Thousands of refugees are fleeing their homes in the Middle East, as well as parts of Asia and Africa, including Syria, Afghanistan, Pakistan and Eritrea in an attempt to build a new home in Europe. Many are leaving their home countries due to war and poverty. The civil war in Syria began in 2011. The armed conflict is ultimately between the Assad government and rebellion groups. The death toll has risen above two hundred thousand and is growing every day. In addition, families are fleeing their home countries due to human rights abuses. According to the Human Rights Watch website, thousands have left Eritrea due to forced military conscription, torture and arbitrary arrests. There are also severe restrictions that have been placed on religious freedoms. The hundreds of thousands of individuals that have left their unstable home environments have sought refuge in Europe. However, in some European countries, the reception to these migrants is anything but welcoming.
A few European countries are trying to prevent the settlement of refugees in their country, most notably, Hungary. While Germany has pledged to accept the most refugees in the European Union, Hungary holds a negative attitude, even resentment, towards allowing any refugees to settle at all. For refuges to reach Germany they must travel north through the center of Europe by bus and train. Hungary is overwhelmed with the amount of refuges entering and as a result the country has vowed to arrest ‘migrants’ who cross the border illegally. While Hungary calls them migrants, the correct term is refugees. They are not choosing to move to another country, rather, they are forced to leave their homes due to unavoidable conditions such as war and conflict.
Prime Minister Viktor Orban justified his decision to arrest illegal border crossers by arguing that refugees were the cause of chaos in Hungary for the past few weeks. He claimed that refugees rebelled against police forces and had to be contained. Refugees caught crossing the Hungarian border without the required paper work are being transported to detention camps. All individuals deemed illegal, including the elderly, children and women, are being transported to remote areas enclosed by wire prison fences. After being subjected to treacherous and long boat rides, these refugees are treated as animals, locked away in cages. The conditions of these camps are degrading and appalling. Police officials throw bags of food to desperate families rather than handing it directly to them. The Hungarian government in addition to the police and military officials are humiliating the desperation of these refugees. Also, there is limited heating and a lack of medical care being provided.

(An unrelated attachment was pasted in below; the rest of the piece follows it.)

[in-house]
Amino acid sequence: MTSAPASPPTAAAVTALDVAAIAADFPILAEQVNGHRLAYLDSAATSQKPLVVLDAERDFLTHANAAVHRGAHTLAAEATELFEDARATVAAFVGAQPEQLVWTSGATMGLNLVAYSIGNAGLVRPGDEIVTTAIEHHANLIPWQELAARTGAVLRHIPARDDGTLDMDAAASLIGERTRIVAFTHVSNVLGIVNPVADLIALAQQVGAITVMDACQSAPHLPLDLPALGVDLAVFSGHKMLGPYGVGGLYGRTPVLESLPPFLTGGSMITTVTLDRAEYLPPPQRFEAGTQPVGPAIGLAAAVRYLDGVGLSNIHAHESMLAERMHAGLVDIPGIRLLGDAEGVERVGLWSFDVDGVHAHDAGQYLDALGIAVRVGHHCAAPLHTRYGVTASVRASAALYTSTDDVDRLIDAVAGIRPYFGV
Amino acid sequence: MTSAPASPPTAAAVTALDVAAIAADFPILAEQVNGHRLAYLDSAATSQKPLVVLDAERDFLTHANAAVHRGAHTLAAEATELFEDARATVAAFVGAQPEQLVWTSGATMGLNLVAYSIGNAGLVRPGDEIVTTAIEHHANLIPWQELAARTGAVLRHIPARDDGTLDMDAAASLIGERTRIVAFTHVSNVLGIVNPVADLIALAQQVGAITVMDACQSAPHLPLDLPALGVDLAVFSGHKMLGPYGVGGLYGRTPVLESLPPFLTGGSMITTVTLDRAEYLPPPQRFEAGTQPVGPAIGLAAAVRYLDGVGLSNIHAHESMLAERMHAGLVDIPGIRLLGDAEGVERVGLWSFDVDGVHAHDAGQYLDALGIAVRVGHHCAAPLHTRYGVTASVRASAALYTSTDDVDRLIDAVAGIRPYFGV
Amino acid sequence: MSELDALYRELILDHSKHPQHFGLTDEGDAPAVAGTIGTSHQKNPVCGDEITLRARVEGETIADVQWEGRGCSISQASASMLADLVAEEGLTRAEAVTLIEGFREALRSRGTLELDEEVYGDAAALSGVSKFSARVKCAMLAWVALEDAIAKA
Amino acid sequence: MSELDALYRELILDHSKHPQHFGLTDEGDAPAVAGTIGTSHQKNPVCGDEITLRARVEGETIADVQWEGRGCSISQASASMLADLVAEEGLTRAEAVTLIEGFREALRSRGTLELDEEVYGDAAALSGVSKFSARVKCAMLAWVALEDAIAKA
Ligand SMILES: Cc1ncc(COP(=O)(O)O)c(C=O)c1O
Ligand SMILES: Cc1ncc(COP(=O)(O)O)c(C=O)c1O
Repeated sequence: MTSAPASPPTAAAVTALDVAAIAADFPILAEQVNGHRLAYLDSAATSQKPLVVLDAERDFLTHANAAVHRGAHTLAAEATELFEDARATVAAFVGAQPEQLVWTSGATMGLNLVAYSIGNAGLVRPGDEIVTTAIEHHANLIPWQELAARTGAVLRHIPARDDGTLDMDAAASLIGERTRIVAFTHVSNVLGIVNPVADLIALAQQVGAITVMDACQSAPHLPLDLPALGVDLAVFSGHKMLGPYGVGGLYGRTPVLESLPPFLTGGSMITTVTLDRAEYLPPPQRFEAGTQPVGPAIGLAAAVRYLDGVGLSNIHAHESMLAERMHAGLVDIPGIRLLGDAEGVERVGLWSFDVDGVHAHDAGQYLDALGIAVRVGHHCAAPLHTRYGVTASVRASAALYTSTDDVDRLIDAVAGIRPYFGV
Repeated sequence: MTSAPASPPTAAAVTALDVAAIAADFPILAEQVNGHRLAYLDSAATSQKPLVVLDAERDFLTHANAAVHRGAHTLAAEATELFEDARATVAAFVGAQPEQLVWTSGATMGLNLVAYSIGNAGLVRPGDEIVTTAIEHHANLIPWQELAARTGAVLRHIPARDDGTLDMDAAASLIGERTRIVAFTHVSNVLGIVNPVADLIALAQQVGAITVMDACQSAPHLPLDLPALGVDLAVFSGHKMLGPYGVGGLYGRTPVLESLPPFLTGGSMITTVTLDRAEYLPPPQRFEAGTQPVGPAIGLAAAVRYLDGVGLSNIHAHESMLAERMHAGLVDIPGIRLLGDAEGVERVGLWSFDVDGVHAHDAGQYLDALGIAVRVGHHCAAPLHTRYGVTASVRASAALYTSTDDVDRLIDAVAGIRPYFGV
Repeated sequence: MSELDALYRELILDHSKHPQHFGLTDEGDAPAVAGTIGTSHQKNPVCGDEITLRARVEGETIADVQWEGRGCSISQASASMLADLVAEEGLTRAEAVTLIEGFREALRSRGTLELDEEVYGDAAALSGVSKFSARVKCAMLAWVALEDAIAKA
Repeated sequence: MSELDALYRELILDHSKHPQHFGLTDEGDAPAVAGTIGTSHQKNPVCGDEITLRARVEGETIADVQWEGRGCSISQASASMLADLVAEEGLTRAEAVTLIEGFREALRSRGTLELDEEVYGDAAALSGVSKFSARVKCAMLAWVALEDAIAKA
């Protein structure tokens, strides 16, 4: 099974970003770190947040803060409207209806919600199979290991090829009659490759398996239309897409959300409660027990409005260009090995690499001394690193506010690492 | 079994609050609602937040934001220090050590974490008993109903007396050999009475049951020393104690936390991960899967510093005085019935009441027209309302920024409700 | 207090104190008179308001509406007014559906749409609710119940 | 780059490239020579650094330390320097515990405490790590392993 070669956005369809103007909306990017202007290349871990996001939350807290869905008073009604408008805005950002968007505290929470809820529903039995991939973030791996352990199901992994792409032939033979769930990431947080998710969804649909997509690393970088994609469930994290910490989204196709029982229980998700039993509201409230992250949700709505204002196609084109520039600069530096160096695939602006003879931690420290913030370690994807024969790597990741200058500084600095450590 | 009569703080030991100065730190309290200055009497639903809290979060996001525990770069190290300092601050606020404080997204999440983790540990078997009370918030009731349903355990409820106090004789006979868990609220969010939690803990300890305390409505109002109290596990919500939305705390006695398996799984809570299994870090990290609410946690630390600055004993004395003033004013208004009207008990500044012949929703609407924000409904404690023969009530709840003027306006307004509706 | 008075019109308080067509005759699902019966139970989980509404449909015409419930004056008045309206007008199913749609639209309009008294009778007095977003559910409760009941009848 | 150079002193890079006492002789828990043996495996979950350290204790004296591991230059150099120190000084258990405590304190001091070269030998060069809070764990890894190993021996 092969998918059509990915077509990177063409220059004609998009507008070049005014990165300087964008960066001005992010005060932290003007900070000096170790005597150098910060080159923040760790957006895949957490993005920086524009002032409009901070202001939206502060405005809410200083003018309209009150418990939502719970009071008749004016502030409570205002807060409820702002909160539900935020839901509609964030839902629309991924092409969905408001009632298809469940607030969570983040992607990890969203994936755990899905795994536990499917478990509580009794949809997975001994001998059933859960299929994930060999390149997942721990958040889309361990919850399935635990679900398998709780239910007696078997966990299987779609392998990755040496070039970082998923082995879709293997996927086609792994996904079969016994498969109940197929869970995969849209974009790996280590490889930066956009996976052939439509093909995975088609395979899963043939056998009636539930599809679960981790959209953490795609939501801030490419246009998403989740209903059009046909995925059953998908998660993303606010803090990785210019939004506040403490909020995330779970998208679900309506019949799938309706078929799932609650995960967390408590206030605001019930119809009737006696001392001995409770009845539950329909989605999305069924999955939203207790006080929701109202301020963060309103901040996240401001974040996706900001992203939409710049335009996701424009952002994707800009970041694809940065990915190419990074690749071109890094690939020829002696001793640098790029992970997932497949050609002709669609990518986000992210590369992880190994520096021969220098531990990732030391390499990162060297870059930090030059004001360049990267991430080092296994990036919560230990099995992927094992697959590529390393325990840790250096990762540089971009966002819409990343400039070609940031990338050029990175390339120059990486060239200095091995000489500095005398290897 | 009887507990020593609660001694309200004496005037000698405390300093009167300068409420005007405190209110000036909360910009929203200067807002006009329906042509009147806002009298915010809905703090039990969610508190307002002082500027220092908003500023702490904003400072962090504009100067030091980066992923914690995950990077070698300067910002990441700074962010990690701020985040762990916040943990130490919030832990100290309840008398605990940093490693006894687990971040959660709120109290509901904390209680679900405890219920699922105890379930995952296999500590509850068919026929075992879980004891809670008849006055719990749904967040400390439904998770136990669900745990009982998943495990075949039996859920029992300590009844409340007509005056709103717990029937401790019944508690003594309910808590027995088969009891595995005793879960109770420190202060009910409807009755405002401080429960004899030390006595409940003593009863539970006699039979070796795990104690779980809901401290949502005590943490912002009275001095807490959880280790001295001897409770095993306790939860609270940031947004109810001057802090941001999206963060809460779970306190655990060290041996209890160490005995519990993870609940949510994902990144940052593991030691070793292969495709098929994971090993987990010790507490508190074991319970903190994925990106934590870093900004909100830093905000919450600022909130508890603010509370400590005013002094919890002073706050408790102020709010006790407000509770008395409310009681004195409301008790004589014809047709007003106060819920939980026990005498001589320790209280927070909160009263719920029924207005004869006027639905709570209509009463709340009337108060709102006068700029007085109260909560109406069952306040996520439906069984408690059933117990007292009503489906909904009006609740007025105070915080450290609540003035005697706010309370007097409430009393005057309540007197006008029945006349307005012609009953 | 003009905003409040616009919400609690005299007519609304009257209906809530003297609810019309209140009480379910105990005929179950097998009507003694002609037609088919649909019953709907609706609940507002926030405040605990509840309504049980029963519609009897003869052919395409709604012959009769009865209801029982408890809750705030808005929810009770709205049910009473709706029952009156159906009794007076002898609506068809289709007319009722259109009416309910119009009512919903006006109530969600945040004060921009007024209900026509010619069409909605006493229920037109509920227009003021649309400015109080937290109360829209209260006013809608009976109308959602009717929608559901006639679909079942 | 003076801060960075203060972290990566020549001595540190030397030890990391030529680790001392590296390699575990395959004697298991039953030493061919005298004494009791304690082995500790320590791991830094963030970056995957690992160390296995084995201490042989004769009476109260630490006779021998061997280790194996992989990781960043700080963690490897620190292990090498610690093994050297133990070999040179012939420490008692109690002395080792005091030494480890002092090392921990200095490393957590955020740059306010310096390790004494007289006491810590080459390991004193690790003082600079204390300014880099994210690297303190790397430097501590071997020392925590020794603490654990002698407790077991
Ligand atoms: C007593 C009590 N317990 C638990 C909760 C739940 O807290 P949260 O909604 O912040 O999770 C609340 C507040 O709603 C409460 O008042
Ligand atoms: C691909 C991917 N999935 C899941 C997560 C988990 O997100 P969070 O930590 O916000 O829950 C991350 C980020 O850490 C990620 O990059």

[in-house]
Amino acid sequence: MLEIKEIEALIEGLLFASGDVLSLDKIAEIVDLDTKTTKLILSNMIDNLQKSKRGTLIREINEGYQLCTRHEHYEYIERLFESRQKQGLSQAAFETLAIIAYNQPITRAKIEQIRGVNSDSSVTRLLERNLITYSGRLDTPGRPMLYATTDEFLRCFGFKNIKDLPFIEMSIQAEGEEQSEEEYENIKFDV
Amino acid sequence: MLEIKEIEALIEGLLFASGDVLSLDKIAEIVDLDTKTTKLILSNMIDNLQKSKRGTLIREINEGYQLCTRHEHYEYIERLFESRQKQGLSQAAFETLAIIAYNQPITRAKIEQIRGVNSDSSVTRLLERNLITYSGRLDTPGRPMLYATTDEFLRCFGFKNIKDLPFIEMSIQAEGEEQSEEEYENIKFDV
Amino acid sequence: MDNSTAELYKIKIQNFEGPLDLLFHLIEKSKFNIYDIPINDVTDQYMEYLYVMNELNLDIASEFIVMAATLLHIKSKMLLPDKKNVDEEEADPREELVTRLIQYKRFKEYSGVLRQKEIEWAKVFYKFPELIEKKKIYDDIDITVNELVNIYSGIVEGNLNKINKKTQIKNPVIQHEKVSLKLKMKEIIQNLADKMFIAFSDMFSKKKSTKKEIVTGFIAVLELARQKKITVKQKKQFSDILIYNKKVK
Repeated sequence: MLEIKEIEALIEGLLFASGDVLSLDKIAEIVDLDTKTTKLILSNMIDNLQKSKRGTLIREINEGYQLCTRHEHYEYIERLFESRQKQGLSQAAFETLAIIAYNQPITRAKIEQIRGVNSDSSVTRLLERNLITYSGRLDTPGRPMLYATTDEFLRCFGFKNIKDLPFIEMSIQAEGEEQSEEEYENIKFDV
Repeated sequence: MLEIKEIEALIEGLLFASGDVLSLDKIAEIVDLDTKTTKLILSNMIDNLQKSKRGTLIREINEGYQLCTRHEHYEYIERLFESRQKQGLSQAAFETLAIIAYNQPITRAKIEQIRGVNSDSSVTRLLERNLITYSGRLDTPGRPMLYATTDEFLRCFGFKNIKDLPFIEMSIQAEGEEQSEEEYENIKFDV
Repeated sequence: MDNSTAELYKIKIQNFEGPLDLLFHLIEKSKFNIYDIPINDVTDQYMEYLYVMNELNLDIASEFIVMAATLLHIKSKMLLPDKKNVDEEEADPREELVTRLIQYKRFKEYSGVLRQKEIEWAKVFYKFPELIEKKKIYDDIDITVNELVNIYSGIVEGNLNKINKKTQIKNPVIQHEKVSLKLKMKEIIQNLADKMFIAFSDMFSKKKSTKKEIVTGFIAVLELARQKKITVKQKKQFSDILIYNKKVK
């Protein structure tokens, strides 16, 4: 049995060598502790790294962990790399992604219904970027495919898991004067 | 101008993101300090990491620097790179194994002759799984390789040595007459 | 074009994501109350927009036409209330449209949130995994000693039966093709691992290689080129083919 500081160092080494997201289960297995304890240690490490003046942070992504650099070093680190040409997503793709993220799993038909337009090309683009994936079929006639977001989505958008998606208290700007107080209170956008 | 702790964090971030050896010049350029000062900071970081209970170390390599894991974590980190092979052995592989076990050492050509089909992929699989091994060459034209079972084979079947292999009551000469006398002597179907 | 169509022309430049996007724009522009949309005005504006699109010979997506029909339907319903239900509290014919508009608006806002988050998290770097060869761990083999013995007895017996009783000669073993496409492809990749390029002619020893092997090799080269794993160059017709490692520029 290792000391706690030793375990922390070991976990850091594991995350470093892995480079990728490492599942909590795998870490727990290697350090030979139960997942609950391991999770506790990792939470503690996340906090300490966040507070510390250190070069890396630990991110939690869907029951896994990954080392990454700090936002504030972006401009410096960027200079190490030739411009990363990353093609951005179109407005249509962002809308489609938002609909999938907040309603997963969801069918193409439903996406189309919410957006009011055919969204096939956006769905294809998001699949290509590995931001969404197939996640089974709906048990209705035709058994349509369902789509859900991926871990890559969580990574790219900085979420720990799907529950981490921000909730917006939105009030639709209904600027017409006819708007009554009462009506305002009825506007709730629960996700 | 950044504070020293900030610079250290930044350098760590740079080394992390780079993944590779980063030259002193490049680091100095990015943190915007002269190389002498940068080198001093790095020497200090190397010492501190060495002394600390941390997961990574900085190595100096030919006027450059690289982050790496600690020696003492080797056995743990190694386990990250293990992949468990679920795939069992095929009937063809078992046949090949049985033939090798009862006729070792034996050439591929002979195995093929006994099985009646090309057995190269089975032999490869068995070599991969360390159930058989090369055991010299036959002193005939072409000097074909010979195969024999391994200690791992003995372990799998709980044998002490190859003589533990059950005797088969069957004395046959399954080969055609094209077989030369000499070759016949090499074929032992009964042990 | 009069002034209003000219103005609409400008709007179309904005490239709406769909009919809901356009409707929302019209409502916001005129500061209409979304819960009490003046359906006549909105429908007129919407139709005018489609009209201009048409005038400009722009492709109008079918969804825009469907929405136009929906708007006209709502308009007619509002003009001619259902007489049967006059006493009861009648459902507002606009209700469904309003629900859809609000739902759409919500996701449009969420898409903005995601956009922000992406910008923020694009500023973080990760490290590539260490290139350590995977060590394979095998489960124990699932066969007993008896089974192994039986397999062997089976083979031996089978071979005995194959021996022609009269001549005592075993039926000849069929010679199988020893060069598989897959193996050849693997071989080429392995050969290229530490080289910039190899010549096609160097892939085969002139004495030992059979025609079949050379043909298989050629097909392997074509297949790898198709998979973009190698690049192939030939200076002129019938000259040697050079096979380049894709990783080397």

There are always two sides to every situation, including the European refugee crisis. While refugees are desperate to settle in a new home and leave their war-torn pasts behind, the European countries accepting them must provide the necessary resources in order to safely accommodate them. If governments cannot provide economic support or health and educational resources which would give refugees a better life than their home countries, it is unwise to allow them to settle. While countries such as Germany and France have pledged to accept the most refugees, Europe, as a whole, should find a solution to the crisis.
Perhaps each European country should be issued a quota as to how many refugees it must accept in relation to its economic and geographic size. In addition, not only Europe, but the world should pledge to resettle all refugees. Countries such as the United States, Canada and Australia, which have a flourishing economy, should provide transportation so refugees can settle in a safer environment.
While the European refugee crisis is far from over, more action should be taken to resettle those who have lost their homes due to war. Hungary’s approach to the crisis is incorrect. Arresting refugees because they do not have the necessary paper work may be viewed as a safety issue, in terms of domestic politics, however, it is inhumane. These refugees are looking to settle in a safer country and should not be treated as criminals to be locked away in cages. They are simply trying to build better futures for themselves and their families. All parts of the world, not just Europe, should take action to resettle refuges in their own countries. Canada and the United States have stronger economies than some of those in Europe, and, therefore, are in a better position to support these refugees.
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